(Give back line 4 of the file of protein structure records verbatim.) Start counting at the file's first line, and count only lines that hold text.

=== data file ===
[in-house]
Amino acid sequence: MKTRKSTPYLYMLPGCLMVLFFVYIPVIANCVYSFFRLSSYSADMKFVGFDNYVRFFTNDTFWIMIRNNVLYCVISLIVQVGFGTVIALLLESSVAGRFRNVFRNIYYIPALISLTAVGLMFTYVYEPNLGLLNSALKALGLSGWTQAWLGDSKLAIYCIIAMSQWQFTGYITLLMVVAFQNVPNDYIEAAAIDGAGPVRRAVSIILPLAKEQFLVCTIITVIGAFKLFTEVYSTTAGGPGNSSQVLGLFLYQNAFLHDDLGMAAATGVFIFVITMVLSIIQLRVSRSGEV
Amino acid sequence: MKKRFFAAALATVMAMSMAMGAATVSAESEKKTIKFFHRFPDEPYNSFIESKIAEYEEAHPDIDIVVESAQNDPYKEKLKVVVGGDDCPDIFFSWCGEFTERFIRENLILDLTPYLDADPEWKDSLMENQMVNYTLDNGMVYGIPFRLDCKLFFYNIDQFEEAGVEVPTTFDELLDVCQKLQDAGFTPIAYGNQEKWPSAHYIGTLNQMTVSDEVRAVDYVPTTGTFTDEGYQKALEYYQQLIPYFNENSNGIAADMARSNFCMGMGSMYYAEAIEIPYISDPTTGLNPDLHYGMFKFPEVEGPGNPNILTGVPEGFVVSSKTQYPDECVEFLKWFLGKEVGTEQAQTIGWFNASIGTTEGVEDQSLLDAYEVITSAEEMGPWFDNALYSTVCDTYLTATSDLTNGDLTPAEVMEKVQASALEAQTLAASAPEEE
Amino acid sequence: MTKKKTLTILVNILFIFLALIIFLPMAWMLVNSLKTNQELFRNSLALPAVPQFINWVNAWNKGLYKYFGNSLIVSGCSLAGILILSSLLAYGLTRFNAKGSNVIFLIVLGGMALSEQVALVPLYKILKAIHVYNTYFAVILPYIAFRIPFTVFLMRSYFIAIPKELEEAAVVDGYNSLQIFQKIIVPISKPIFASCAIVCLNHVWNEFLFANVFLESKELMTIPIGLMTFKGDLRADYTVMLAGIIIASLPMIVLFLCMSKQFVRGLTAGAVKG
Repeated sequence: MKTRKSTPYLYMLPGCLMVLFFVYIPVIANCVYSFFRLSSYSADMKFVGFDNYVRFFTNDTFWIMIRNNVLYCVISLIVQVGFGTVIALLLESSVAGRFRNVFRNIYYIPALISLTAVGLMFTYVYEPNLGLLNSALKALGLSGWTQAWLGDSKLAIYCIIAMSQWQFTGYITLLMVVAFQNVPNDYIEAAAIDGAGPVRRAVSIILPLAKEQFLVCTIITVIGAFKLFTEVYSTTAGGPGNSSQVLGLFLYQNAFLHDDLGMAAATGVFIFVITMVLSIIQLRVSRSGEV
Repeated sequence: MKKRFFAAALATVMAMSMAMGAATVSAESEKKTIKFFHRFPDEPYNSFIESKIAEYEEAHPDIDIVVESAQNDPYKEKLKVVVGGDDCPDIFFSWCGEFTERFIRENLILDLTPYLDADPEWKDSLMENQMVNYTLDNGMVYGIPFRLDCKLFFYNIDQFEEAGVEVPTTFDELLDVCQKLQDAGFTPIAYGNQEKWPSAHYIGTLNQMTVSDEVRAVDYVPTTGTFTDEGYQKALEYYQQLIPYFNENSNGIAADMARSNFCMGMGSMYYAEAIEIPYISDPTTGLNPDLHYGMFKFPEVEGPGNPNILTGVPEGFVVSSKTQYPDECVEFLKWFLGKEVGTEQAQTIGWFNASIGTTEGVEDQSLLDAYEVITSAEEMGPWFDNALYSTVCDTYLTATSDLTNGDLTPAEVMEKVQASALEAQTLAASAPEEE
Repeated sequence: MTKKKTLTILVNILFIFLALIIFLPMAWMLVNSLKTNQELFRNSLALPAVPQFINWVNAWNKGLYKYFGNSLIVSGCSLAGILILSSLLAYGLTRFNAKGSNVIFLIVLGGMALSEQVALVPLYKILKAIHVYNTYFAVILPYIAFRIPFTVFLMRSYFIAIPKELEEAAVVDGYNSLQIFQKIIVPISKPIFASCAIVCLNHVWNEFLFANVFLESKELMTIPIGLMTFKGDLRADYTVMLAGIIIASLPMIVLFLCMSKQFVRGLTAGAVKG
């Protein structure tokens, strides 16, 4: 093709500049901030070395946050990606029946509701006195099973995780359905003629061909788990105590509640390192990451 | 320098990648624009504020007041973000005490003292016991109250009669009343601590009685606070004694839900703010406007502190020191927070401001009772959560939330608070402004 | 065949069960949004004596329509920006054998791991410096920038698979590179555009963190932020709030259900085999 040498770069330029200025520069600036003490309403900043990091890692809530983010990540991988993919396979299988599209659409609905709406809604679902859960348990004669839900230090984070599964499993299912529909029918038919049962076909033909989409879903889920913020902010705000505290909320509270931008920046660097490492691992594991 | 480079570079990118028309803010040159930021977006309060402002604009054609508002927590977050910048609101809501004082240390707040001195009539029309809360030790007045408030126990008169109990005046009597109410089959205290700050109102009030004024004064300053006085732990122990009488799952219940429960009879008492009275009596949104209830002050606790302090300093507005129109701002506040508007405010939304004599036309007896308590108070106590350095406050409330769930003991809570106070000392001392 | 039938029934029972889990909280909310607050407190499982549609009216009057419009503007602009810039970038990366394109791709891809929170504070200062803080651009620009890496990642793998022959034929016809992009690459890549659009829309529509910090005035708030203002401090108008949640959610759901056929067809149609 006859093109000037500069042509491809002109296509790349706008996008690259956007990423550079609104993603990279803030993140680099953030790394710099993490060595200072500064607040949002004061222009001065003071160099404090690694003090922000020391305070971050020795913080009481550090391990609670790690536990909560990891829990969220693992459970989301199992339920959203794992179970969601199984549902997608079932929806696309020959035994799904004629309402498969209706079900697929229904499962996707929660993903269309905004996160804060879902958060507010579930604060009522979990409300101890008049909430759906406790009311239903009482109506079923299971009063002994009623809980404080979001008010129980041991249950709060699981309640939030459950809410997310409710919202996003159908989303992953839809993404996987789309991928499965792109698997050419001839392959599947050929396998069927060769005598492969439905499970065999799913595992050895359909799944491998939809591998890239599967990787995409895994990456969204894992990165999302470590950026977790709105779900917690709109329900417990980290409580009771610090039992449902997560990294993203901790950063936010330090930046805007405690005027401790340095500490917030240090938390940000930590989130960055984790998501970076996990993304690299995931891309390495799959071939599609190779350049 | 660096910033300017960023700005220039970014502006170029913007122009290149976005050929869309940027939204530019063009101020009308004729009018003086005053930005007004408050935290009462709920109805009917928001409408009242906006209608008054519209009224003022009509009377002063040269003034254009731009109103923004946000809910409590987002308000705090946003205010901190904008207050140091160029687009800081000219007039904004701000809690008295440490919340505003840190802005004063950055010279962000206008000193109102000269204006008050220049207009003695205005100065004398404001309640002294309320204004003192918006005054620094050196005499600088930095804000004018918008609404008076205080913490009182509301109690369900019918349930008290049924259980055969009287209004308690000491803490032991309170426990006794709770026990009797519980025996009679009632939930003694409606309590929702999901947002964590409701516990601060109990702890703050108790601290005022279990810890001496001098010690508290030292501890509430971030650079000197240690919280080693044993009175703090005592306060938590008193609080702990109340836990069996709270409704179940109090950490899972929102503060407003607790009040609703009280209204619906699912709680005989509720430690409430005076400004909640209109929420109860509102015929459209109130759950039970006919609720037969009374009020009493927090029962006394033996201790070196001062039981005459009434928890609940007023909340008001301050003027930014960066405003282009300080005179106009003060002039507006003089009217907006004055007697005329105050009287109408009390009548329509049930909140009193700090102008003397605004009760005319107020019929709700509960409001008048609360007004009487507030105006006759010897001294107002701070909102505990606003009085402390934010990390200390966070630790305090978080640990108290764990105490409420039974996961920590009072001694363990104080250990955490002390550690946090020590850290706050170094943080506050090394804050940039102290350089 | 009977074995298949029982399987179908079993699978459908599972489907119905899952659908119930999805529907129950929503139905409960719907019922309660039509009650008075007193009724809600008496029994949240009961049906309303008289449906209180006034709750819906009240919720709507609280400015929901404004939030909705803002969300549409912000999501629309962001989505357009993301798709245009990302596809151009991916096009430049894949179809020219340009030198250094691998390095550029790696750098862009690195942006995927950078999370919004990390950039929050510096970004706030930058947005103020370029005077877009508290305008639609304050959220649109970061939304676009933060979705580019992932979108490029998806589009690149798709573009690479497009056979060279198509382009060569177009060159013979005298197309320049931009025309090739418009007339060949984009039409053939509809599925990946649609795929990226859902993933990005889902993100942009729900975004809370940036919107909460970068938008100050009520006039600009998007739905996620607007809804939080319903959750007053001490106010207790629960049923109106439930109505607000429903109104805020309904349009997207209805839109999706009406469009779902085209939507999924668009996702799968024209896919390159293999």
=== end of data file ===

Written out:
Amino acid sequence: MTKKKTLTILVNILFIFLALIIFLPMAWMLVNSLKTNQELFRNSLALPAVPQFINWVNAWNKGLYKYFGNSLIVSGCSLAGILILSSLLAYGLTRFNAKGSNVIFLIVLGGMALSEQVALVPLYKILKAIHVYNTYFAVILPYIAFRIPFTVFLMRSYFIAIPKELEEAAVVDGYNSLQIFQKIIVPISKPIFASCAIVCLNHVWNEFLFANVFLESKELMTIPIGLMTFKGDLRADYTVMLAGIIIASLPMIVLFLCMSKQFVRGLTAGAVKG